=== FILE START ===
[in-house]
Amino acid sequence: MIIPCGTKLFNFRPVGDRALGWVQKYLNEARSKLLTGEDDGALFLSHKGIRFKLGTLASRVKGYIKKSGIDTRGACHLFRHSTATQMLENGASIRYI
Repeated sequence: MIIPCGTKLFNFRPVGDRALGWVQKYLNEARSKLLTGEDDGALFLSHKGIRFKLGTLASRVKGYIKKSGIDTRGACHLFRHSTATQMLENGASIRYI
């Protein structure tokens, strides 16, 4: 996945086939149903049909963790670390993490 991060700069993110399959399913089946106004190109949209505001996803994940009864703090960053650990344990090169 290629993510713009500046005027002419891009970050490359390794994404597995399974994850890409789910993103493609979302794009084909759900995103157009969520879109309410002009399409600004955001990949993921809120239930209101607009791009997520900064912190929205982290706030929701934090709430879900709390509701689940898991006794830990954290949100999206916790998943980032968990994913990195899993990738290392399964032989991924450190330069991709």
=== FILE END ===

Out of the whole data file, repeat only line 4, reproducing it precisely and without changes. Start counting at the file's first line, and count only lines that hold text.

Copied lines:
């Protein structure tokens, strides 16, 4: 996945086939149903049909963790670390993490 991060700069993110399959399913089946106004190109949209505001996803994940009864703090960053650990344990090169 290629993510713009500046005027002419891009970050490359390794994404597995399974994850890409789910993103493609979302794009084909759900995103157009969520879109309410002009399409600004955001990949993921809120239930209101607009791009997520900064912190929205982290706030929701934090709430879900709390509701689940898991006794830990954290949100999206916790998943980032968990994913990195899993990738290392399964032989991924450190330069991709």